Dec 152016

Los Alamos has used supercomputers to simulate an ocean impact. According to their results, tsunamis won’t be the major threat they’ve long been assumed to be…. but there will be an exorbitant amount of water vapor injected into the atmosphere.

Visualizing ocean asteroid impact

Interesting video at the link.


 Posted by at 2:21 am
  • se jones

    which brings to mind that the planet must not allow nations run by certain fundamentalist-death-cult religions to ever possess advanced space technology. Steering NEOs into the Great Satan would probably ruin everyone’s day, but if paradise awaits – who cares?
    A very far in the future concern to be sure, and we in the West will probably have advanced AI to guard against this contingency, but I don’t much evidence of the death cult axis going away.

    • Scottlowther

      While Surt worshippers with the ability to shove asteroids around is a distressing notion, I suspect a more immediate threat will be them getting their mitts on the ability to genetically engineer plagues. Moving NEOs will prob ably always be a task requiring considerable effort and a detectable energy release. Gengineering will sooner or later be down to a downloadable app.

      • se jones

        You’re right of course.

        While there’s been hundreds of papers on CRISPR in the last couple of years, the title of this paper in Science ‘Any idiot can do it’ gets one’s attention.

        Nobody invisions hordes of killer mutant mice attacking, but you get the idea, the new CRISPR gene editing tools are cheap and easy to use on any living thing (including bacteria of course) and well – who knows.

        This from the Nov. 3 AAAS Science:
        ‘Any idiot can do it.’ Genome editor CRISPR could put mutant mice in everyone’s reach

        “…labs making new mouse strains have long relied on a laborious multistep process that involves genetically altering mouse embryonic stem (ES) cells, injecting them into an embryo, and breeding multiple generations of animals. Even JAX’s crack team took up to 2 years to engineer a mouse. CRISPR replaces all that with a molecular complex that can do targeted genetic surgery on a fertilized egg. It can produce a strain of transformed mice in 6 months. “It’s night and day,” Wiles says. “We had five or six people working with ES cells. They were close friends of mine and I said, ‘You better look for a job.’”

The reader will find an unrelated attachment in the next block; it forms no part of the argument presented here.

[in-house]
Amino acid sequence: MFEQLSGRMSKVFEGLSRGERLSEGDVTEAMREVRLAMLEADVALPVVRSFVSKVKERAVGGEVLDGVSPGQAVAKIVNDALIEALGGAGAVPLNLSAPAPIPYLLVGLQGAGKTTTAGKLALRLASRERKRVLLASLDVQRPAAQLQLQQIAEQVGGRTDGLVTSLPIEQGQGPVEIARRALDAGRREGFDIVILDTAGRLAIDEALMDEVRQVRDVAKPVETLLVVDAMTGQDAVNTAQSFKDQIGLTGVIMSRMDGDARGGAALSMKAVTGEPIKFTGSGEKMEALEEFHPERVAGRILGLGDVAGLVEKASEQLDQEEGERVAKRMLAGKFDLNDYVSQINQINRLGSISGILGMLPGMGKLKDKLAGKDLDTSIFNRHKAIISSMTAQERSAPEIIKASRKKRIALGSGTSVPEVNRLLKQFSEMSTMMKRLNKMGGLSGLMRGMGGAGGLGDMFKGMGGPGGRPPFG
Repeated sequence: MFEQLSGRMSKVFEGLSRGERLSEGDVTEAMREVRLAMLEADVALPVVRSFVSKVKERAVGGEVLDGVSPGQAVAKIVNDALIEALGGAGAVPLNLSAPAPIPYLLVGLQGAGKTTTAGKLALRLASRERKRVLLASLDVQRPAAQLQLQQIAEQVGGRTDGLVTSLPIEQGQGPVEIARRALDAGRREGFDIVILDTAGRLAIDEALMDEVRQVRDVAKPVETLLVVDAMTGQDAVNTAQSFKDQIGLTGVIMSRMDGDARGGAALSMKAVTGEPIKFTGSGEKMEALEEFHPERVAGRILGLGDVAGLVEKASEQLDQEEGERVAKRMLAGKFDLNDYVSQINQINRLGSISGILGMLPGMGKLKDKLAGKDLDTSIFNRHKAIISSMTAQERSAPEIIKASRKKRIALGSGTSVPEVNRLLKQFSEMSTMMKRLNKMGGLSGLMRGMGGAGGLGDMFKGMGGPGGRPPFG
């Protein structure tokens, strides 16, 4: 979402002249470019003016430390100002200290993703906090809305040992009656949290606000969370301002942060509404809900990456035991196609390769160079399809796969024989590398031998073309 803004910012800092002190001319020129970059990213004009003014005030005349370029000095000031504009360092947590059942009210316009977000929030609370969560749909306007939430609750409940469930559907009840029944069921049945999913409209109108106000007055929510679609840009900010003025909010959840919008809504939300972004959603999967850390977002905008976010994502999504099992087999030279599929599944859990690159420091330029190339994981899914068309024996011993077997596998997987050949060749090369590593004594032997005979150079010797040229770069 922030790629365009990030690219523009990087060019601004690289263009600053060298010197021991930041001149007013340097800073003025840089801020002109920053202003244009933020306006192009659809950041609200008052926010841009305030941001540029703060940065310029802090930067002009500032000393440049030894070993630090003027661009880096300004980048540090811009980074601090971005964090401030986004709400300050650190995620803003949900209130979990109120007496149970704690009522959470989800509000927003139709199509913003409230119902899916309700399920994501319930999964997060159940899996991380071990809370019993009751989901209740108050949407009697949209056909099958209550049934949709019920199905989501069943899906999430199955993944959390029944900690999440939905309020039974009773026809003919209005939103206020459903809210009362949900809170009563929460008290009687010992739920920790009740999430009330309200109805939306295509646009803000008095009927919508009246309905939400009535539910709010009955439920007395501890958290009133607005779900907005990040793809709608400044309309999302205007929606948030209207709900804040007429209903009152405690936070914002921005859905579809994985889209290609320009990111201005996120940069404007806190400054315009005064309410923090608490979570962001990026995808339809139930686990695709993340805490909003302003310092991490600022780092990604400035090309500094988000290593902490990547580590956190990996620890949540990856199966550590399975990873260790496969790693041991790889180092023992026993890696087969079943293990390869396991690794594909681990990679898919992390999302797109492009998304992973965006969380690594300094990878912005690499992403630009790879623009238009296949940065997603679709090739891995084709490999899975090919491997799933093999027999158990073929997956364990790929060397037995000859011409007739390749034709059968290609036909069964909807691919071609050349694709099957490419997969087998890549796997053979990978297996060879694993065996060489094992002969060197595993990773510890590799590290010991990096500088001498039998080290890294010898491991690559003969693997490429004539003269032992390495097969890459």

“…Most investigators get their engineered mice from colleagues or by purchasing them from commercial outfits like JAX or academic-based repositories. Popular engineered mice, such as JAX’s immunodeficient NOD scid gamma strains, sell for as little as a few hundred dollars, but a custommade mutant could cost as much as $20,000. By making the engineering of mice far simpler and cheaper, CRISPR opens the way for more labs to do it themselves. “When you made knockout mice before, you needed some skills,” says Rudolf Jaenisch at the Massachusetts Institute of Technology (MIT) in Cambridge. “Now, you don’t need them anymore. Any idiot can do it.”

      • John Nowak

        Probably not.

        To date as far is publically known, any attempt to create a new, more-virulent organism has failed because the changes crippled the organism in other ways. What it comes down to is that Nature has a petri dish the size of a planet and billions of years; if a “super bug” were plausible, it would already be out there.

        • Scottlowther

          > as far is publically known

          Never a good basis upon which to project future capabilities.

          Genetic tinkering is a process that will require a lot of learning. But once it is learned and the data recorded and made available… it’s just data, easily downloaded. And while Jihad Jim might not be able to puzzle out the process… a laptop circa 2030? I wouldn’t bet against it. Contrariwise, nukes, for example, are going to require weapons grade uranium or plutonium, unless something entirely new is invented. And weapons grade fissionables aren’t something you can miracle into existence. At least not yet…

      • Herp McDerp

        Elon Musk is right.

        We someday may need to quarantine Earth, to keep its inhabitants away from the rest of humanity.

        Hey, there might be a story idea there …

        • Scottlowther

          > there might be a story idea there

          Already in process.

  • se jones

    Oh, and speaking of BLAMMO, the 2016 AGU fall meeting press conference archive is up on YouTube.

    This one “Defending the Home Planet” is sort of relevant:

  • publiusr